When Walid Al Saqqaf learned he was going to become a father, like any dad-to-be, his priorities shifted, and his entrepreneurial prowess was potentiated by his paternal instincts. While his wife was busy gestating their daughter, Al Saqqaf became pregnant with a brainchild of his own: BabyHuddle, due next week to launch out of private beta and make its mark on the world.
If sharing is caring, BabyHuddle - Al Saqqaf’s second venture, after Yell-acquired TrustedPlaces, a social review and recommendation tool he founded in 2006 with Sokratis Papafloratos - is a potluck for advice. Self-funded, the site is made up of a tiny team of parents with big aspirations for both their children and the future of parenting. And while his devotion to TrustedPlaces cost him his girlfriend at the time, BabyHuddle seems to have garnered his wife’s support and approval.
Polyvore For Parents
Inspired by Polyvore, a community for tastemakers where giving fashion advice and asking for style tips is especially encouraged, BabyHuddle is a community where parents can be comfortable soliciting suggestions and sharing product recommendations. Like Polyvore, which lets users “clip,” or bookmark, appealing garments and accessories from across the web, BabyHuddle encourages parents to post products they find particularly helpful. While Polyvore lets users create lookbooks by mixing and matching items in “sets,” BabyHuddle promotes the creation of lists, in which parents can collect products for a particular function, such as developing hand-eye coordination. And just as Polyvore lets users seek counsel for pressing wardrobe concerns, BabyHuddle incorporates a Quora-like question-and-answer forum with a similarly-structured algorithm. Whether a parent has an urgent query about his or her child’s ear infection or is simply looking for the best playpen, BabyHuddle functions as a convenient knowledge aggregate.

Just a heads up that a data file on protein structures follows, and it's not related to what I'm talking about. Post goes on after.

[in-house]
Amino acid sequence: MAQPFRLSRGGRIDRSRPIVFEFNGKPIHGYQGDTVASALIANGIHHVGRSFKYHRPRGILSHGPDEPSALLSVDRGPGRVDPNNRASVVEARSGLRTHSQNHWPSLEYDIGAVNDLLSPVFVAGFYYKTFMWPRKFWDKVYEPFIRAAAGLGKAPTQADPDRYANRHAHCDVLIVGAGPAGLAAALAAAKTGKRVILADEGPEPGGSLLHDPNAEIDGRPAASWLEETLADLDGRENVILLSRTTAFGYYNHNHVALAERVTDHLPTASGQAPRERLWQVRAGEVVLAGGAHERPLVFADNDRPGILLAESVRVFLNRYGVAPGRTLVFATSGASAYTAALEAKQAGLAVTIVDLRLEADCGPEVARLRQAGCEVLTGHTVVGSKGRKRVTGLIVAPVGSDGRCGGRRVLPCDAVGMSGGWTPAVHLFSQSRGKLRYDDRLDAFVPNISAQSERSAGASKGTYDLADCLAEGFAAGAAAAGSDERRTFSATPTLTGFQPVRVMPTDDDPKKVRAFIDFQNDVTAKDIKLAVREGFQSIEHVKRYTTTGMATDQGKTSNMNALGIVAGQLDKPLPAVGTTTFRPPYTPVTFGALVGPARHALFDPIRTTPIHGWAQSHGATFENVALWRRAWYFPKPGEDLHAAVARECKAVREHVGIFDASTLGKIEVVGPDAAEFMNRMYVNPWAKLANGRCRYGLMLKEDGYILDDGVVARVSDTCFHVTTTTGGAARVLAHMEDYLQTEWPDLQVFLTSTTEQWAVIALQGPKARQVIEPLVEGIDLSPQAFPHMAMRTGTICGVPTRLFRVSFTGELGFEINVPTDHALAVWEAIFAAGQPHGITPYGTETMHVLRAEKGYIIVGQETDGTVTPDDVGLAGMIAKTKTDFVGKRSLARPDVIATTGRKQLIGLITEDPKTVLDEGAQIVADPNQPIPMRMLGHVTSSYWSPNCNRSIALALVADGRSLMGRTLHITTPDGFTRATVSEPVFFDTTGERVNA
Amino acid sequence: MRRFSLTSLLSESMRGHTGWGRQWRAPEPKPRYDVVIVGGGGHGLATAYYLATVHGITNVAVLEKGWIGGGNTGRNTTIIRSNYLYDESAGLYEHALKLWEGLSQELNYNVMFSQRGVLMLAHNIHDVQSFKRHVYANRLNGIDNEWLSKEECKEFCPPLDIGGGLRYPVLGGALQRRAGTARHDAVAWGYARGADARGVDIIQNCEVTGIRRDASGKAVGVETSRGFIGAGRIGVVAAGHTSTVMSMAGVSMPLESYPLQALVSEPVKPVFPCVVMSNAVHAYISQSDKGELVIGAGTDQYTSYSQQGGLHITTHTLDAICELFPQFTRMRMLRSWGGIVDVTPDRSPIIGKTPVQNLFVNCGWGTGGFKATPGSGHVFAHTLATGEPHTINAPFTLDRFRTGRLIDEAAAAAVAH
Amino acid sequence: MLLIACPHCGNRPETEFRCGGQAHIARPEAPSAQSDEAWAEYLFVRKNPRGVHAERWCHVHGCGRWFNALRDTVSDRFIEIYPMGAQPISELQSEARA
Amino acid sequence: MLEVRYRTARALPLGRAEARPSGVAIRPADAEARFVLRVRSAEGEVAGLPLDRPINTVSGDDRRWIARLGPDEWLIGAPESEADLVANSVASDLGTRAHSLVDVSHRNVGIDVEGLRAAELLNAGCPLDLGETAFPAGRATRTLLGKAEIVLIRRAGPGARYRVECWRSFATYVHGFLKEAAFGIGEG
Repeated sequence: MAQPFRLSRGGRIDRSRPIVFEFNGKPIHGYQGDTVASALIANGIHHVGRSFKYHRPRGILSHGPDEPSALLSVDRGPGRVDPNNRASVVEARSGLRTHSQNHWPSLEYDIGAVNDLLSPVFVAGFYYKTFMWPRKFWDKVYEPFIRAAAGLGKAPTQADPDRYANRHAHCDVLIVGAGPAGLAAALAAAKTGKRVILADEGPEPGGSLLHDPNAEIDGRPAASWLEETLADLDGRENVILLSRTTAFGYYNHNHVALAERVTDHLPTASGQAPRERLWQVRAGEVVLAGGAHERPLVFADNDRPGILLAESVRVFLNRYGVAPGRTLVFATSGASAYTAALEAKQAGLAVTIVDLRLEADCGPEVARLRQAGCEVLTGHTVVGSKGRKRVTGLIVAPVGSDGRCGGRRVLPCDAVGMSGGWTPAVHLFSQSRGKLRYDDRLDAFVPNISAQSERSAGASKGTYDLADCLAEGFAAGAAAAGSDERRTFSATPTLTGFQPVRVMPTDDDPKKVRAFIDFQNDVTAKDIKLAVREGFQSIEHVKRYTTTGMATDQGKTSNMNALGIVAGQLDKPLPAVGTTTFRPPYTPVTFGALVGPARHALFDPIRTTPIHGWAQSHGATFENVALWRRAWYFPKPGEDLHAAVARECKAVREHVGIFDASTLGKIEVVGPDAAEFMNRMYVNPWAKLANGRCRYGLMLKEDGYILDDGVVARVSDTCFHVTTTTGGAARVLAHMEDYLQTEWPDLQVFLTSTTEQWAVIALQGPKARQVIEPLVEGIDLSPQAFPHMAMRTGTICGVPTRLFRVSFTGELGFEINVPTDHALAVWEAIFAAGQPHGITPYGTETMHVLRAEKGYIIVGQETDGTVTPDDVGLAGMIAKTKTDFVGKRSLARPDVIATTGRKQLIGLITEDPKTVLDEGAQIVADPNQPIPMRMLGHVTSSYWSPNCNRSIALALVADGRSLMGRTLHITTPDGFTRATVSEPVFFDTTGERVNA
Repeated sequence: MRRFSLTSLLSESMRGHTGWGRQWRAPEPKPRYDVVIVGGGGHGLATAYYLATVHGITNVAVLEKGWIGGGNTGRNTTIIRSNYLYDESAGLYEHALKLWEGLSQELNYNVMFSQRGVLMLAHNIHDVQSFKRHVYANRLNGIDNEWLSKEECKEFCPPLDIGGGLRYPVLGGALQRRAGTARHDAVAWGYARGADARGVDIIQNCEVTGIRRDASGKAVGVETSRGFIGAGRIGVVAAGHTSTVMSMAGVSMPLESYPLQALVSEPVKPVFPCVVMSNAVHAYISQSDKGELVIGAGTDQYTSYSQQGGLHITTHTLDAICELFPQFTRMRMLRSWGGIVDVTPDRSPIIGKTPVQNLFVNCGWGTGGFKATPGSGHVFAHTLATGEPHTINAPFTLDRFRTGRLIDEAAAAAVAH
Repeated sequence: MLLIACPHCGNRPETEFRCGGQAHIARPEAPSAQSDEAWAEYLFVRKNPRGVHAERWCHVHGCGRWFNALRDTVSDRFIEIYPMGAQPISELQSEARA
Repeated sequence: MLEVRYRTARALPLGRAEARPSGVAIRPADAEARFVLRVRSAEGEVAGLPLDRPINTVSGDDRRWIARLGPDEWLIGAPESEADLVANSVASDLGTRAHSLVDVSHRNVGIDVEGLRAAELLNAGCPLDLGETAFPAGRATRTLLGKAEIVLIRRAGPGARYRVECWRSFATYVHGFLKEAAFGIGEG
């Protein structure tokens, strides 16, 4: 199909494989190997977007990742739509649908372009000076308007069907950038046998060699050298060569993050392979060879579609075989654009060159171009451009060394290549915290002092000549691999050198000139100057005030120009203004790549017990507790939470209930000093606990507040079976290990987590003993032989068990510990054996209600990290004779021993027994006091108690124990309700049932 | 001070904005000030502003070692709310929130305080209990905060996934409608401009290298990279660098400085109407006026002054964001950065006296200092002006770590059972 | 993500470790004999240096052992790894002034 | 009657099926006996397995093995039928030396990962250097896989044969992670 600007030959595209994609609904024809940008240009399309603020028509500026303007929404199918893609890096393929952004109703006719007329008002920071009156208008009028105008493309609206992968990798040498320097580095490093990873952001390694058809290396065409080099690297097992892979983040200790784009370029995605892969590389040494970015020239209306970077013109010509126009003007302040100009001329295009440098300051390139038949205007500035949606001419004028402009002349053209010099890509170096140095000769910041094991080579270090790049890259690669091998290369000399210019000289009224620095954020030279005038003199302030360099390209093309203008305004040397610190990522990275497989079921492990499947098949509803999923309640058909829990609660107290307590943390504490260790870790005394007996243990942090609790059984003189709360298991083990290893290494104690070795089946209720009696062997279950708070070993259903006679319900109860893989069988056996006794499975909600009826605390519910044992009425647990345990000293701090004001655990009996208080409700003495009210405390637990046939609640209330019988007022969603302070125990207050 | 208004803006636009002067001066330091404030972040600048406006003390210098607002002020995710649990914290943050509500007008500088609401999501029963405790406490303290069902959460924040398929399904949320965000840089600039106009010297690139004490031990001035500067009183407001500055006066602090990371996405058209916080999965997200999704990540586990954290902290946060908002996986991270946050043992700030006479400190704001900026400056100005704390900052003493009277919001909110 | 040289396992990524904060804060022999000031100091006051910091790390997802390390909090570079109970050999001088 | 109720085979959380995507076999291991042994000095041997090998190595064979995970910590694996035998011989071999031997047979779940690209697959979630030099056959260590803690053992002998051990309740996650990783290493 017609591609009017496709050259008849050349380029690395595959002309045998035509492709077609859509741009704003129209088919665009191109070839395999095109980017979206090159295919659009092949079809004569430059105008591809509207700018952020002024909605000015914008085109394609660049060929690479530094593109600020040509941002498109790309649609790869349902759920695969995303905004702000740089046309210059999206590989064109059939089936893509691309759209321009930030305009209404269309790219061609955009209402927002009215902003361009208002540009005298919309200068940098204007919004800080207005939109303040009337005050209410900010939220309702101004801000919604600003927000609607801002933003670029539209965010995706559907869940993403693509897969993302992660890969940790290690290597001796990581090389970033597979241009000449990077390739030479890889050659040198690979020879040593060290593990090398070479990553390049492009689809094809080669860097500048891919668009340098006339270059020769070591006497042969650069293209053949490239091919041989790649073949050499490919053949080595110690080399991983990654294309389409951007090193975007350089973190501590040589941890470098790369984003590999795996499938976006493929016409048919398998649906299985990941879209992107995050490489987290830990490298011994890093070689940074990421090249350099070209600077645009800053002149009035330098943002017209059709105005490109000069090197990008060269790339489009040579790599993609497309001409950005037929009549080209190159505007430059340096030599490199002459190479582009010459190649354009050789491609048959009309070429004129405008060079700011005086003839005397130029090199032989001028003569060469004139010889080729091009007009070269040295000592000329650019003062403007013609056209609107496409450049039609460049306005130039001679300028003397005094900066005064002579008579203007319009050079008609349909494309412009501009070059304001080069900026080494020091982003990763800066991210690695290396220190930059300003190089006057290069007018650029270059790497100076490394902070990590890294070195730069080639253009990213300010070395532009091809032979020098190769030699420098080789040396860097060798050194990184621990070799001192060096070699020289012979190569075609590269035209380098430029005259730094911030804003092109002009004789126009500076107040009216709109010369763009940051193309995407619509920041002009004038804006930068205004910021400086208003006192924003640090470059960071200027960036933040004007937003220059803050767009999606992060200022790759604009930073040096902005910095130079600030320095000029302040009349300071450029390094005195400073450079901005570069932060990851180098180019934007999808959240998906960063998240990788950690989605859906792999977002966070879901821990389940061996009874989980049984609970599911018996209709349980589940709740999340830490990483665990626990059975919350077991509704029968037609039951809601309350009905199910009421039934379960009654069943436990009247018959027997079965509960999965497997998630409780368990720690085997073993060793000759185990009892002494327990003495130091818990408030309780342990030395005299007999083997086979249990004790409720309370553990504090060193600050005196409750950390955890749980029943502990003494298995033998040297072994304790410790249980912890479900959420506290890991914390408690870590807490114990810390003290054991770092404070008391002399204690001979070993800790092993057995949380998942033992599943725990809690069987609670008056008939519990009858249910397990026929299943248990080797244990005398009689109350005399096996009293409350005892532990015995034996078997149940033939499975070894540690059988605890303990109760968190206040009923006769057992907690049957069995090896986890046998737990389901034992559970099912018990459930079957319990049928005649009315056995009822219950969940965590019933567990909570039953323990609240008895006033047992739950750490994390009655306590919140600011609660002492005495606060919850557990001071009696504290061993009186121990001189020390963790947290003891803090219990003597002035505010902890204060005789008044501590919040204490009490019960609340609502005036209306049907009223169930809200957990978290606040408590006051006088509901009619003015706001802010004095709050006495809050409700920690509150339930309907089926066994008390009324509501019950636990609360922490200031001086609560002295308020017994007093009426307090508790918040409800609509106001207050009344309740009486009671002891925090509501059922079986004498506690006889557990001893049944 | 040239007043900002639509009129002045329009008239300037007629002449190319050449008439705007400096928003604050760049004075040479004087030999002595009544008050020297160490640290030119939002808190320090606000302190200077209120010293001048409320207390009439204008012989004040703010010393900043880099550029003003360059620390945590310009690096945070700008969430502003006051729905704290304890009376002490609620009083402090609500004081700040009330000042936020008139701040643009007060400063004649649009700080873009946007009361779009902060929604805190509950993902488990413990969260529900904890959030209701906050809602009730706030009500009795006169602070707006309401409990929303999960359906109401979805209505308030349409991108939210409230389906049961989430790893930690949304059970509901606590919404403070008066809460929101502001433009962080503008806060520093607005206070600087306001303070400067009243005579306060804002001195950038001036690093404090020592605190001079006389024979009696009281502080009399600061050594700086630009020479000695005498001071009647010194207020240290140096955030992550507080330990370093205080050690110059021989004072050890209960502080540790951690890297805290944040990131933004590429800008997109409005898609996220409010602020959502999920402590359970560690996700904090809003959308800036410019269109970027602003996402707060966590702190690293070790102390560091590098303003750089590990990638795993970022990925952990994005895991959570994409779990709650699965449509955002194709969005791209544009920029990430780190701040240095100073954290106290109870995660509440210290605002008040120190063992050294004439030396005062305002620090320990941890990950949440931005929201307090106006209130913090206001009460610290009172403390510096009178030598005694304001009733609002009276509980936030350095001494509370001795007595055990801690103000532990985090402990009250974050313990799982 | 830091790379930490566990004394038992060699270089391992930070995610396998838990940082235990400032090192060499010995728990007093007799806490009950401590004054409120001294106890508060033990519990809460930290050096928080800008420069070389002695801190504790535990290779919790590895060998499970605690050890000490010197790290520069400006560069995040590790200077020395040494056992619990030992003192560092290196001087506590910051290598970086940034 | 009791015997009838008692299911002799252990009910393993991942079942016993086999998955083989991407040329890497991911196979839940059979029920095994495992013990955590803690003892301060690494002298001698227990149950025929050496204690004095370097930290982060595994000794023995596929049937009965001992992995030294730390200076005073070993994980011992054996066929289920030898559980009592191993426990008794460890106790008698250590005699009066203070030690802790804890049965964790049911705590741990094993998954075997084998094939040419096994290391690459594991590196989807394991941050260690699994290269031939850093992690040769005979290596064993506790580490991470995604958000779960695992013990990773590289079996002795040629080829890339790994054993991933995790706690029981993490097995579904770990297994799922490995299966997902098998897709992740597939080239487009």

A Social Support System
BabyHuddle, despite its encyclopedic focus, is more than a resource; it’s a support system. After attending classes for expecting parents, Al Saqqaf realized there was a need for a place where parents could support one another and address group concerns. “When you have conversations with other parents at these events,” he said, “you discover that they have the same questions, concerns, fears.” Because users can both comment on and add products and reviews to existing lists, BabyHuddle functions as an ever-expanding source of knowledge and discovery. As Al Saqqaf enthusiastically noted, “A mom who has had three or four kids can still learn. It’s as much a site for existing parents to come in and create content as it is for new parents.” BabyHuddle incorporates traditional game mechanic elements, which motivate users to rack up points by generating suggestions and helpful contributions. Once users acquire a certain number of points, they receive a $15 Amazon credit. Al Saqqaf also plans to incorporate a mobile component in the near future, particularly to enable purchases and posting comments from users’ phones. Al Saqqaf anticipated, “I’d love it if you could take a picture of a product in a shop and see what list it would fit in.”
A Startup With A Sensitive Side
Children, as they say, change everything, especially one’s relationship with one’s work. “The way I work is much more flexible. I have to be able to work, but I do have a 9 month old daughter. I also have to work under deep sleep deprivation,” Al Saqqaf quipped. In the testosterone-driven startup sphere, BabyHuddle is uniquely fueled by estrogen and oxytocin, enabling parents to tend and befriend, all the while nurturing a new generation of children and parents who truly realize the value of interdependence. Having successfully brought forth a business and a child, Al Saqqaf said he has discovered that one key piece of advice is universally applicable to all forms of development: focus.